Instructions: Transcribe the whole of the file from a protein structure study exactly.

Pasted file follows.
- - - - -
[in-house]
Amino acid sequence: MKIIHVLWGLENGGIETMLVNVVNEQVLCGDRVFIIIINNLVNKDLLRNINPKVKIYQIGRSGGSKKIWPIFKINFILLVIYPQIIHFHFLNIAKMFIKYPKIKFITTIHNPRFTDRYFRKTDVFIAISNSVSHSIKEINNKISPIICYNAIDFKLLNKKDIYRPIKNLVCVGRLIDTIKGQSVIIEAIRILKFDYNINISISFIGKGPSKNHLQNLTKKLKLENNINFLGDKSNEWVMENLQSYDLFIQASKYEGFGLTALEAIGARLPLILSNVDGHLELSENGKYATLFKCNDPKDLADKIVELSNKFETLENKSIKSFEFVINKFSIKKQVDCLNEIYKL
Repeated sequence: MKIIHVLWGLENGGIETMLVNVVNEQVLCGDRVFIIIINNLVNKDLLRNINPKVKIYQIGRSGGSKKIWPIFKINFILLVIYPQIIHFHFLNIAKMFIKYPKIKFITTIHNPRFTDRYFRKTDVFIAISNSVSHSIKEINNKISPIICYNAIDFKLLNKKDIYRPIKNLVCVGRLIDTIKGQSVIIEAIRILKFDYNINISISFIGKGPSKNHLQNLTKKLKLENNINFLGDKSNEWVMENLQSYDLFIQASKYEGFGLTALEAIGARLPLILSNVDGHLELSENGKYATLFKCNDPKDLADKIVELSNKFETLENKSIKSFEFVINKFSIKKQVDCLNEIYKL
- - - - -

[in-house]
Amino acid sequence: MKIIHVLWGLENGGIETMLVNVVNEQVLCGDRVFIIIINNLVNKDLLRNINPKVKIYQIGRSGGSKKIWPIFKINFILLVIYPQIIHFHFLNIAKMFIKYPKIKFITTIHNPRFTDRYFRKTDVFIAISNSVSHSIKEINNKISPIICYNAIDFKLLNKKDIYRPIKNLVCVGRLIDTIKGQSVIIEAIRILKFDYNINISISFIGKGPSKNHLQNLTKKLKLENNINFLGDKSNEWVMENLQSYDLFIQASKYEGFGLTALEAIGARLPLILSNVDGHLELSENGKYATLFKCNDPKDLADKIVELSNKFETLENKSIKSFEFVINKFSIKKQVDCLNEIYKL
Repeated sequence: MKIIHVLWGLENGGIETMLVNVVNEQVLCGDRVFIIIINNLVNKDLLRNINPKVKIYQIGRSGGSKKIWPIFKINFILLVIYPQIIHFHFLNIAKMFIKYPKIKFITTIHNPRFTDRYFRKTDVFIAISNSVSHSIKEINNKISPIICYNAIDFKLLNKKDIYRPIKNLVCVGRLIDTIKGQSVIIEAIRILKFDYNINISISFIGKGPSKNHLQNLTKKLKLENNINFLGDKSNEWVMENLQSYDLFIQASKYEGFGLTALEAIGARLPLILSNVDGHLELSENGKYATLFKCNDPKDLADKIVELSNKFETLENKSIKSFEFVINKFSIKKQVDCLNEIYKL